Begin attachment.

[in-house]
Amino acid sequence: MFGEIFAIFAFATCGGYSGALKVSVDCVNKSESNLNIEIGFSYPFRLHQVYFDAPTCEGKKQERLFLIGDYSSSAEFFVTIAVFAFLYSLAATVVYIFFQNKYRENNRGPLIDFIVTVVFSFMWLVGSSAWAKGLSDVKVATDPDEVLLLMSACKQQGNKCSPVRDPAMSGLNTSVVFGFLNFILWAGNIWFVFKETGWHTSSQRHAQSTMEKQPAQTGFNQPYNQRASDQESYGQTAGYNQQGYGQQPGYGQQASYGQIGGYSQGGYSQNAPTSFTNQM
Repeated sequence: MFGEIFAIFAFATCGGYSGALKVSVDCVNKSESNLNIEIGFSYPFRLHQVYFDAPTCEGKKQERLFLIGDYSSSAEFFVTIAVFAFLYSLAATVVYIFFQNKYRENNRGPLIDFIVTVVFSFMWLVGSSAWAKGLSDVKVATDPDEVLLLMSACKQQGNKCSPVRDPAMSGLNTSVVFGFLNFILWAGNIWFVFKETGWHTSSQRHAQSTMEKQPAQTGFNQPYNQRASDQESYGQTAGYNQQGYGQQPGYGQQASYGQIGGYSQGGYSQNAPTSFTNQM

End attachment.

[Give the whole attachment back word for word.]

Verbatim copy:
[in-house]
Amino acid sequence: MFGEIFAIFAFATCGGYSGALKVSVDCVNKSESNLNIEIGFSYPFRLHQVYFDAPTCEGKKQERLFLIGDYSSSAEFFVTIAVFAFLYSLAATVVYIFFQNKYRENNRGPLIDFIVTVVFSFMWLVGSSAWAKGLSDVKVATDPDEVLLLMSACKQQGNKCSPVRDPAMSGLNTSVVFGFLNFILWAGNIWFVFKETGWHTSSQRHAQSTMEKQPAQTGFNQPYNQRASDQESYGQTAGYNQQGYGQQPGYGQQASYGQIGGYSQGGYSQNAPTSFTNQM
Repeated sequence: MFGEIFAIFAFATCGGYSGALKVSVDCVNKSESNLNIEIGFSYPFRLHQVYFDAPTCEGKKQERLFLIGDYSSSAEFFVTIAVFAFLYSLAATVVYIFFQNKYRENNRGPLIDFIVTVVFSFMWLVGSSAWAKGLSDVKVATDPDEVLLLMSACKQQGNKCSPVRDPAMSGLNTSVVFGFLNFILWAGNIWFVFKETGWHTSSQRHAQSTMEKQPAQTGFNQPYNQRASDQESYGQTAGYNQQGYGQQPGYGQQASYGQIGGYSQGGYSQNAPTSFTNQM